Paradox of choice is the issue: Nitin Paranjpe

05 Apr,2013

By A Correspondent

 

It is time to listen, as the Goafest 2013 Conclave’s theme says. Hindustan Unilever MD and CEO Nitin Paranjpe did exactly that in preparation for his keynote speech. He asked his team to go out and ask TV viewers what they felt about advertisements, and to his dismay, he said, he discovered that practically everyone said they found ads an unwelcome intrusion.

 

Thinking about what is troubling the industry today, Mr Paranjpe said, he had come to realize that the issues facing it are such that merely expecting agencies to fix them is not possible. We have to look at the larger advertising and marketing function, he said. He pointed out that the basic function advertising serves, that is, the human need to stand out, has not changed – the techniques and the medium have changed. The Why remains the same, the How has been transformed, he said.

 

The consumer today is faced with the paradox of choice, Mr Paranjpe said. Consumers have never had it so good. There are lots of choices, yet there is little to choose between them. Differentiation is tougher, and the pressure makes for desperate attempts to stand out, leading to meaningless differences.

 

In the days of Doordarshan, he said, there was no choice of channels and communication vehicles were limited to either the Hindi feature film or Chitrahaar, both sure ways of reaching one’s audience. Content was so bad that people waited for ads, he remarked. From that single channel to over 700 channels today, audience fragmentation has meant that it is difficult to reach people. Hence the bombardment of people with messages. Despite this, however, they remember nothing.

 

People are not interested in seeing our ads, Mr Paranjpe said, and advertisers are getting away with it because consumers do not really have much choice. But once the choice comes, he said, people will not watch ads. The cost of digital video recorders is getting lower, and with a DVR in every home, it is unacceptable that we do nothing about it, he said.

 

The impact of social media

Mr Paranjpe said social is transforming word-of-mouth, enabling it to become dramatically more powerful. The proverbial six degrees of separation between individuals has now shrunk to four degrees.

 

He said the digital revolution calls into question the precept that advertisers are the creators of content. Now, the ability of every individual to create and share content is catastrophic for marketers. In some cases the assumption that the marketer has control over social content is a mistaken one, as social media users take ownership of the content, make up their own minds about it, and it can even backfire on the marketer. He cited the case of the Vodafone #mademesmile hashtag campaign, which resulted in embarrassment when questions of tax evasion were shared using the company’s own hashtag.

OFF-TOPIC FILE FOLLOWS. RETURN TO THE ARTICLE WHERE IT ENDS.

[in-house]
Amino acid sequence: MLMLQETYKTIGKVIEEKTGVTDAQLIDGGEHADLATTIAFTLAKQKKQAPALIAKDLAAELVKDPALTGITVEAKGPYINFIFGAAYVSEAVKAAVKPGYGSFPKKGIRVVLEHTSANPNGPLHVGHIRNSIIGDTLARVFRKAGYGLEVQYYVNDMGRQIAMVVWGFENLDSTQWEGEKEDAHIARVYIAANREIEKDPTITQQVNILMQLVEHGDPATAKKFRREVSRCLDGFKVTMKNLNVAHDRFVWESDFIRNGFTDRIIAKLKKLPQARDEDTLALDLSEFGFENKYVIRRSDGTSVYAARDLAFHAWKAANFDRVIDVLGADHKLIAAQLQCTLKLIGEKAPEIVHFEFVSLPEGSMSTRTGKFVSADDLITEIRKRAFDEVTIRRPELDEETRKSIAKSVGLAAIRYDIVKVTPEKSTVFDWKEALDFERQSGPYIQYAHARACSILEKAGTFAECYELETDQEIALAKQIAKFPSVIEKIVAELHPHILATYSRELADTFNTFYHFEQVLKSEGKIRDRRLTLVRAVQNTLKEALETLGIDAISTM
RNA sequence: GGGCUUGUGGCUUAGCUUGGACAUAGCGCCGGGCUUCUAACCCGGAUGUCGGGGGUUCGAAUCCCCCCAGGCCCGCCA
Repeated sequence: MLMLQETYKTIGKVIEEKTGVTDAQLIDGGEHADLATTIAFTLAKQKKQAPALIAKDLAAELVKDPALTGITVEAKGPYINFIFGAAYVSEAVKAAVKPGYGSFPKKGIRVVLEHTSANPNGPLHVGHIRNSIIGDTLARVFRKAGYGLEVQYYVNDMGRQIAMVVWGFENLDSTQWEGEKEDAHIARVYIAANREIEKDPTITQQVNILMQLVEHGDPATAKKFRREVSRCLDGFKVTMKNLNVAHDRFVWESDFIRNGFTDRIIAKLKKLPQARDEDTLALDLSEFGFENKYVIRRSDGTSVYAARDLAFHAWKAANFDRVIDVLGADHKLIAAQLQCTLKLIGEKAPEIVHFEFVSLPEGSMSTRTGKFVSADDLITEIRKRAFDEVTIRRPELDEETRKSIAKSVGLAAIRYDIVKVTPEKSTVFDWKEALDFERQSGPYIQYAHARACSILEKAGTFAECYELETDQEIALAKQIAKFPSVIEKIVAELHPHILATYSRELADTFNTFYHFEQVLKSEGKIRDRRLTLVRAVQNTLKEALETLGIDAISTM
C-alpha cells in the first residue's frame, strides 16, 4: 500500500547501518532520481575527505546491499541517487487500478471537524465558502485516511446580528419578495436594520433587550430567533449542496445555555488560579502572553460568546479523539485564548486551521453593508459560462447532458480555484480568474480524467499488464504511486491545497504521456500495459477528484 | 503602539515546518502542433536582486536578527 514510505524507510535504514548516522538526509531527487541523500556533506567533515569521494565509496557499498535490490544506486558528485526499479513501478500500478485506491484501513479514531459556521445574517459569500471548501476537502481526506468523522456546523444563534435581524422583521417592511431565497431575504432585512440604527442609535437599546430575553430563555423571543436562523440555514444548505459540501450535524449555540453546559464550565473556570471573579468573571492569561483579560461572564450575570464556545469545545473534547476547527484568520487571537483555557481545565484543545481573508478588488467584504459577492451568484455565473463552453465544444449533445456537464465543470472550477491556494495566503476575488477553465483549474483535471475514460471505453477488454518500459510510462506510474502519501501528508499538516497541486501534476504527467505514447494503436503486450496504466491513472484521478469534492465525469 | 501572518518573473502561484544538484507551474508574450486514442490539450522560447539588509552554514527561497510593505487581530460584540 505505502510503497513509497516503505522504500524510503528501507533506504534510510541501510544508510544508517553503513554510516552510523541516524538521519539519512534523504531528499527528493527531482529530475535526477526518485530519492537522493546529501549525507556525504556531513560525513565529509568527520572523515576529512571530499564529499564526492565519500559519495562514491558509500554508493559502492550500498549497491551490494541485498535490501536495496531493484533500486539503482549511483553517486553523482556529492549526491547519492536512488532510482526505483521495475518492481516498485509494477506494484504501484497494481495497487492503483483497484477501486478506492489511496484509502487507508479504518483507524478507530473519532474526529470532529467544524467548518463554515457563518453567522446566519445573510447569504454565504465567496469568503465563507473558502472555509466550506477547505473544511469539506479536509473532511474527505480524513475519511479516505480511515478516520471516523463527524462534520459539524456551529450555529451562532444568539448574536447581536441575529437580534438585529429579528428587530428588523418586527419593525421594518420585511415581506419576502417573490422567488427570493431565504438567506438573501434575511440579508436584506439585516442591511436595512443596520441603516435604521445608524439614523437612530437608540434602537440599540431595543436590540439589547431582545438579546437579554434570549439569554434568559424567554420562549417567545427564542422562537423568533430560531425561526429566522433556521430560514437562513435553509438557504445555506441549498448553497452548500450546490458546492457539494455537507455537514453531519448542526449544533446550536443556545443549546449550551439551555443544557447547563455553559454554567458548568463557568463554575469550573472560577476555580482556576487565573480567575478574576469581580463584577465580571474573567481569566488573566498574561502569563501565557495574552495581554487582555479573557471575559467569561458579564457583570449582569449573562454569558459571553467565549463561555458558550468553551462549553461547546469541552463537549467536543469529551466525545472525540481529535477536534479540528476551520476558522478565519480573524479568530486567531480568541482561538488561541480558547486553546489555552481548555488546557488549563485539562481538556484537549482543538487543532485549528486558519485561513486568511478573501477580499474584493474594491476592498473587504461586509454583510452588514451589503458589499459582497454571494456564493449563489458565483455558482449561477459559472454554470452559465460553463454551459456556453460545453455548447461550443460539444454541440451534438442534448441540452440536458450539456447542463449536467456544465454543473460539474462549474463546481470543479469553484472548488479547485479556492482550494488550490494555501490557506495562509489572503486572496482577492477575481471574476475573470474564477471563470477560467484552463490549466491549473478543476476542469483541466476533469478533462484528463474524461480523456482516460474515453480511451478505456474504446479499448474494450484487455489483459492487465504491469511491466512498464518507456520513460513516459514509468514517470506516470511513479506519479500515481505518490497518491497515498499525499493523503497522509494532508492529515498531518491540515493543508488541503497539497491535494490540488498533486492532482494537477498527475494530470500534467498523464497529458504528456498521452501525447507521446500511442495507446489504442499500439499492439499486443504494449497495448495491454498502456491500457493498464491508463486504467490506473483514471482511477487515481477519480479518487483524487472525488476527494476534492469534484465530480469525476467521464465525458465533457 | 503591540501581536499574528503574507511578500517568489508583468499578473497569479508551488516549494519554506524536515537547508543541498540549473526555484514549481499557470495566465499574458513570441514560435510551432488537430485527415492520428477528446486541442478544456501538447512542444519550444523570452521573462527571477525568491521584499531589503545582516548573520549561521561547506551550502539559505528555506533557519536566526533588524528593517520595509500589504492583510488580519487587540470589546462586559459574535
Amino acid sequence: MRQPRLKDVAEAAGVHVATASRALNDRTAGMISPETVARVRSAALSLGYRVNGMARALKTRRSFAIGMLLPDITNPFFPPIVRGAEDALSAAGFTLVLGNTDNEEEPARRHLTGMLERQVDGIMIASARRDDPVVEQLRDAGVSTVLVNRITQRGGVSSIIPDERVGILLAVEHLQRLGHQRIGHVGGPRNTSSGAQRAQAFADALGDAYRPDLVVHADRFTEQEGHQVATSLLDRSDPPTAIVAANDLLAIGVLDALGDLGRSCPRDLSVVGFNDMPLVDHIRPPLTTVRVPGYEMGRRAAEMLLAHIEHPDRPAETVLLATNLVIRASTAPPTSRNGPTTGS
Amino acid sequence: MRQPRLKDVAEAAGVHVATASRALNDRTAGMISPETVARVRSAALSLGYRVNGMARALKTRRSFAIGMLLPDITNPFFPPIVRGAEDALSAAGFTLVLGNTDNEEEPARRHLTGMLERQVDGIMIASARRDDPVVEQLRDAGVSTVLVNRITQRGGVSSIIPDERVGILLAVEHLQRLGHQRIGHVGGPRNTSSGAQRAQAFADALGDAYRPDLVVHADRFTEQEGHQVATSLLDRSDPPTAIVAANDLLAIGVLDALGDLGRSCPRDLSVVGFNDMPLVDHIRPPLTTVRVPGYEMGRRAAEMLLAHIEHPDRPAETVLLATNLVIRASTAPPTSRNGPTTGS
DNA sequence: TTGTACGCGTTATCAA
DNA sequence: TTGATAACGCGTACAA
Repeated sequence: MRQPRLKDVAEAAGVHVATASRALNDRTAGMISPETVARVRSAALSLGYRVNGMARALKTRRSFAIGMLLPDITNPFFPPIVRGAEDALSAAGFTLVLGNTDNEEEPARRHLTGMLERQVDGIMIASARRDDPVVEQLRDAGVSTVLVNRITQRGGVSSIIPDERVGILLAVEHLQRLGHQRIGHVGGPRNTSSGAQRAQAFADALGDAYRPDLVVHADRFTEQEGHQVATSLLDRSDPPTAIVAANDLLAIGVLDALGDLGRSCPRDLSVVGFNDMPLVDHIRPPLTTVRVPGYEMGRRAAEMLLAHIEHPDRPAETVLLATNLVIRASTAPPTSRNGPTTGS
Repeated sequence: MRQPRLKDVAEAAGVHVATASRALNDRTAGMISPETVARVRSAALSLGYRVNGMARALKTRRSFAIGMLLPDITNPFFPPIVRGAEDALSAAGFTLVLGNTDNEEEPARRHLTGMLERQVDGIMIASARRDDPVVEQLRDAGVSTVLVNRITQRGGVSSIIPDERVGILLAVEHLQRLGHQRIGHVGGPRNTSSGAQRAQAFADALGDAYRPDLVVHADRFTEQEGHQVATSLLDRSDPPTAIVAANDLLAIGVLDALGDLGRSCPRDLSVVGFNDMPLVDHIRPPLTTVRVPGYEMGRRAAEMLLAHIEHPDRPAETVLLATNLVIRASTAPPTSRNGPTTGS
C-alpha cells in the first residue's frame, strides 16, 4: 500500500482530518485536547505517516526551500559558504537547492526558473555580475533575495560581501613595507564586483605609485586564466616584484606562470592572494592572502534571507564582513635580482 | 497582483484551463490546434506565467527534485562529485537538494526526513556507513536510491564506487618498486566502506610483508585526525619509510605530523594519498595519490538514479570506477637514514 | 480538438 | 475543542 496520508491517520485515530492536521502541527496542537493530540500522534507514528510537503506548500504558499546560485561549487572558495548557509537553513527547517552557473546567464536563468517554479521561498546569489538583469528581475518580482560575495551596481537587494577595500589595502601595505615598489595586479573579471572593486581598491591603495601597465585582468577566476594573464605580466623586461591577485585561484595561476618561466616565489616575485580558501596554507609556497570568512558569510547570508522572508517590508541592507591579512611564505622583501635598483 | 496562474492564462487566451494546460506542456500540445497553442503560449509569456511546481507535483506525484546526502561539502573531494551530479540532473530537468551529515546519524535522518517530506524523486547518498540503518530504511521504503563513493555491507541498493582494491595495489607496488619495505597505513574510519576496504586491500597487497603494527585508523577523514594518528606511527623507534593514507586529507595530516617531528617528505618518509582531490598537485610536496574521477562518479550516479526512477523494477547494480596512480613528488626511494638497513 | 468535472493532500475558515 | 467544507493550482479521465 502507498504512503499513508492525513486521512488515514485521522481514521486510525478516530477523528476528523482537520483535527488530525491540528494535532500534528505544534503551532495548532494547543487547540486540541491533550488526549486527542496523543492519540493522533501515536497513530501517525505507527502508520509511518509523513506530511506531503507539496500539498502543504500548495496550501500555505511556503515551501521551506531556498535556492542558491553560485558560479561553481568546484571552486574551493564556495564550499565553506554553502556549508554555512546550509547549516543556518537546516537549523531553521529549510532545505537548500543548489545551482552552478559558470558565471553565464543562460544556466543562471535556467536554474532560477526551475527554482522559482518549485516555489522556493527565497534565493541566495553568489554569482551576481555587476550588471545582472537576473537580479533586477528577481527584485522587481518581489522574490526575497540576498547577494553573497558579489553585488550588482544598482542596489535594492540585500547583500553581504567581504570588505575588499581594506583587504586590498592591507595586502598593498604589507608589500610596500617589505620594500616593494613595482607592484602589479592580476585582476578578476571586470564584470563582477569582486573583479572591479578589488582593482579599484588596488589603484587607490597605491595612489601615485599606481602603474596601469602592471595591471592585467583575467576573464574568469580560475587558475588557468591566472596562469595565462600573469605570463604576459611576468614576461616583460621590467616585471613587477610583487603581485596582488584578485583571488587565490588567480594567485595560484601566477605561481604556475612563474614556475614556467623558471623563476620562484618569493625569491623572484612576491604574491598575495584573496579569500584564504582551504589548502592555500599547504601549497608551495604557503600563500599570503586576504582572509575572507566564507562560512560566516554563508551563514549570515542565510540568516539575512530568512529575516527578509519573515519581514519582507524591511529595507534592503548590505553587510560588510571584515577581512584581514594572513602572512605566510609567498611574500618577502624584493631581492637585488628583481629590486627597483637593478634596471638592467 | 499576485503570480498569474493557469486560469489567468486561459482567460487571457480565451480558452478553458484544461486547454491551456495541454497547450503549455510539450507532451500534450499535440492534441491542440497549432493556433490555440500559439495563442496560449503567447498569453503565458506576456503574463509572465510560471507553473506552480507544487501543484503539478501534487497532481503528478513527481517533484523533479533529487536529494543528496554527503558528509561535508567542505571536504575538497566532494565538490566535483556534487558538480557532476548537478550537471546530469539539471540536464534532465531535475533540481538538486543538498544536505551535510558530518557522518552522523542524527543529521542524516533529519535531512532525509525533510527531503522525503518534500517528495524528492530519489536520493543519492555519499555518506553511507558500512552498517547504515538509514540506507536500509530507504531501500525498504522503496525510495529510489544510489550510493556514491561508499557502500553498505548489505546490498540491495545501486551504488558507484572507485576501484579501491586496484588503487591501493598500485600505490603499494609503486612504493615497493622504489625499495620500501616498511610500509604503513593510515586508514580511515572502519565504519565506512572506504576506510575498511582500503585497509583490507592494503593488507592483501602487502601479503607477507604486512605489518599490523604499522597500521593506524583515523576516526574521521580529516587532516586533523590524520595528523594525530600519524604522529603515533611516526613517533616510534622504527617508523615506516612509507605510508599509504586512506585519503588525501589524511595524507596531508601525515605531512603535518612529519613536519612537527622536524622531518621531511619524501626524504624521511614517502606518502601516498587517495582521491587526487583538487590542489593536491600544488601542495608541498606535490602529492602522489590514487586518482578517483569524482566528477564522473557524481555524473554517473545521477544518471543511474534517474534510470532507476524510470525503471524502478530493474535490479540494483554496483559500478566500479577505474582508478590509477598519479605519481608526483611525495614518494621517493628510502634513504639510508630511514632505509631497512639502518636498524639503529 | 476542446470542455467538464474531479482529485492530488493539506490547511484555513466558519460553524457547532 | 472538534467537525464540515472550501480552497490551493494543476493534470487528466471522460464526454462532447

Brands cannot control content any more, and in such a scenario how do we brand, how do we market? Mr Paranjpe said marketers need to profoundly rethink branding. “Yesterday was creating a myth around branding. Myths which are not founded on truth cannot survive. Today and tomorrow, branding is about finding the truth and sharing it,” he said.

 

Winning back the trust of the people is key, he said. “If people trust you, they will buy, recommend, share. Why don’t we do that?”

 

Touching on consistency, Mr Paranjpe said creativity is remarkably powerful but if it is not consistent, there is no coherence and the brand loses equity. “We underestimate the role, the power of consistency,” he said, adding that there is no disconnect between creativity and the ability to create value. “We only assume that discipline kills creativity.”

 

Giving purpose and meaning to advertising

The context around us today, Mr Paranjpe said, is that trust and confidence in business is at its lowest. Business cannot survive if we don’t address this. Events such as Occupy Wall Street will bring down brands, companies, governments if we don’t act responsibly.

 

Consumers today are more aware and concerned about big issues, but feel helpless to do anything about them. There are challenges and opportunities for brands here, Mr Paranjpe said, as a brand is basically a product to buy and an idea to buy into. Smaller brands are doing this, and big brands have to follow suit. It is possible to run a commercial enterprise while doing good, he said, and consumers who feel for the cause will gravitate to the brand which empowers them to do something about it.

 

The situation today is that people are cynical about brands, and about advertising and marketing. Brands have an opportunity to change this, he concluded.

 

Photograph: Shailesh Mule/Fotocorp

 

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